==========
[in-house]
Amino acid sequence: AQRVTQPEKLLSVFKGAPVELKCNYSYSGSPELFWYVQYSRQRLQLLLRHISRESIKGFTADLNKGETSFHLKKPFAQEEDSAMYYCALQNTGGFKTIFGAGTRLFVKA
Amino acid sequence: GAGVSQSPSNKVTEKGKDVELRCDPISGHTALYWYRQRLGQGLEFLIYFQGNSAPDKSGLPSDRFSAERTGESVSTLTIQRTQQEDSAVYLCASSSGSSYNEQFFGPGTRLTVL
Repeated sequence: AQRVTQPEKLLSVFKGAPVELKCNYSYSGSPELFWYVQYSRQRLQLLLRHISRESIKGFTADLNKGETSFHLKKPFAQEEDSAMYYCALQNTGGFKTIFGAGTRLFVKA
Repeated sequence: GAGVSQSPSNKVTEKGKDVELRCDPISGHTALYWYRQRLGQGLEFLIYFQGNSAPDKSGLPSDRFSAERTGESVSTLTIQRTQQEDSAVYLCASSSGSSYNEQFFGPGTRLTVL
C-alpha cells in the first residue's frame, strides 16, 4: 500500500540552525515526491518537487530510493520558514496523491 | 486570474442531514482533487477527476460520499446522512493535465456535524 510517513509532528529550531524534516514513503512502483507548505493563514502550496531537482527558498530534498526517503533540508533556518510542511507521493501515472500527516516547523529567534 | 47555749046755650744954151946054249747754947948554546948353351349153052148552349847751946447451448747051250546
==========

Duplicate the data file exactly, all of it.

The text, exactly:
[in-house]
Amino acid sequence: AQRVTQPEKLLSVFKGAPVELKCNYSYSGSPELFWYVQYSRQRLQLLLRHISRESIKGFTADLNKGETSFHLKKPFAQEEDSAMYYCALQNTGGFKTIFGAGTRLFVKA
Amino acid sequence: GAGVSQSPSNKVTEKGKDVELRCDPISGHTALYWYRQRLGQGLEFLIYFQGNSAPDKSGLPSDRFSAERTGESVSTLTIQRTQQEDSAVYLCASSSGSSYNEQFFGPGTRLTVL
Repeated sequence: AQRVTQPEKLLSVFKGAPVELKCNYSYSGSPELFWYVQYSRQRLQLLLRHISRESIKGFTADLNKGETSFHLKKPFAQEEDSAMYYCALQNTGGFKTIFGAGTRLFVKA
Repeated sequence: GAGVSQSPSNKVTEKGKDVELRCDPISGHTALYWYRQRLGQGLEFLIYFQGNSAPDKSGLPSDRFSAERTGESVSTLTIQRTQQEDSAVYLCASSSGSSYNEQFFGPGTRLTVL
C-alpha cells in the first residue's frame, strides 16, 4: 500500500540552525515526491518537487530510493520558514496523491 | 486570474442531514482533487477527476460520499446522512493535465456535524 510517513509532528529550531524534516514513503512502483507548505493563514502550496531537482527558498530534498526517503533540508533556518510542511507521493501515472500527516516547523529567534 | 47555749046755650744954151946054249747754947948554546948353351349153052148552349847751946447451448747051250546